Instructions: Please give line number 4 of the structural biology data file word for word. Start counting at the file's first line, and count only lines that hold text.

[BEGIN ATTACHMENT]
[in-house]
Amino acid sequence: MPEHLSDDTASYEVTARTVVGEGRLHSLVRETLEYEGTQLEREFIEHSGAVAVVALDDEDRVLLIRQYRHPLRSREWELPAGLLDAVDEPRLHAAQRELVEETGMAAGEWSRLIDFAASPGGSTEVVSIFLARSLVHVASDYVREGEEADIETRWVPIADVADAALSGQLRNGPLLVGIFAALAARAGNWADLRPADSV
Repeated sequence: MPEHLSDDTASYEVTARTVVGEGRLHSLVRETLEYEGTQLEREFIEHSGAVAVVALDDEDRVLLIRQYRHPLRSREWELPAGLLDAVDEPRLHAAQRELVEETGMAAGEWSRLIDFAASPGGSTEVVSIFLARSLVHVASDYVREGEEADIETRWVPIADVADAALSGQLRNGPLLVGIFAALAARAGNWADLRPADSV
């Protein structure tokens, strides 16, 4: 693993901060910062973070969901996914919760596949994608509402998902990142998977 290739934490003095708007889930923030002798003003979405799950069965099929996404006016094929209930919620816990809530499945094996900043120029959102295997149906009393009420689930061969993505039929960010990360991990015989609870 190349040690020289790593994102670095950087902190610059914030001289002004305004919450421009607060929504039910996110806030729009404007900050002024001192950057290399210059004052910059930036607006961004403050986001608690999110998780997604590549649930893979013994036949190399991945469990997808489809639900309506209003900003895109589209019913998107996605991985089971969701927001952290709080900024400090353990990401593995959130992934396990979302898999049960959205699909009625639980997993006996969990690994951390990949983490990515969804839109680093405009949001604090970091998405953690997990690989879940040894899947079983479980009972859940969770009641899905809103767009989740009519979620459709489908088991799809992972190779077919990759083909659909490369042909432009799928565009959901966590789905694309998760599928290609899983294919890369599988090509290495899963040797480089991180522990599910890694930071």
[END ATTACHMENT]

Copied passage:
């Protein structure tokens, strides 16, 4: 693993901060910062973070969901996914919760596949994608509402998902990142998977 290739934490003095708007889930923030002798003003979405799950069965099929996404006016094929209930919620816990809530499945094996900043120029959102295997149906009393009420689930061969993505039929960010990360991990015989609870 190349040690020289790593994102670095950087902190610059914030001289002004305004919450421009607060929504039910996110806030729009404007900050002024001192950057290399210059004052910059930036607006961004403050986001608690999110998780997604590549649930893979013994036949190399991945469990997808489809639900309506209003900003895109589209019913998107996605991985089971969701927001952290709080900024400090353990990401593995959130992934396990979302898999049960959205699909009625639980997993006996969990690994951390990949983490990515969804839109680093405009949001604090970091998405953690997990690989879940040894899947079983479980009972859940969770009641899905809103767009989740009519979620459709489908088991799809992972190779077919990759083909659909490369042909432009799928565009959901966590789905694309998760599928290609899983294919890369599988090509290495899963040797480089991180522990599910890694930071």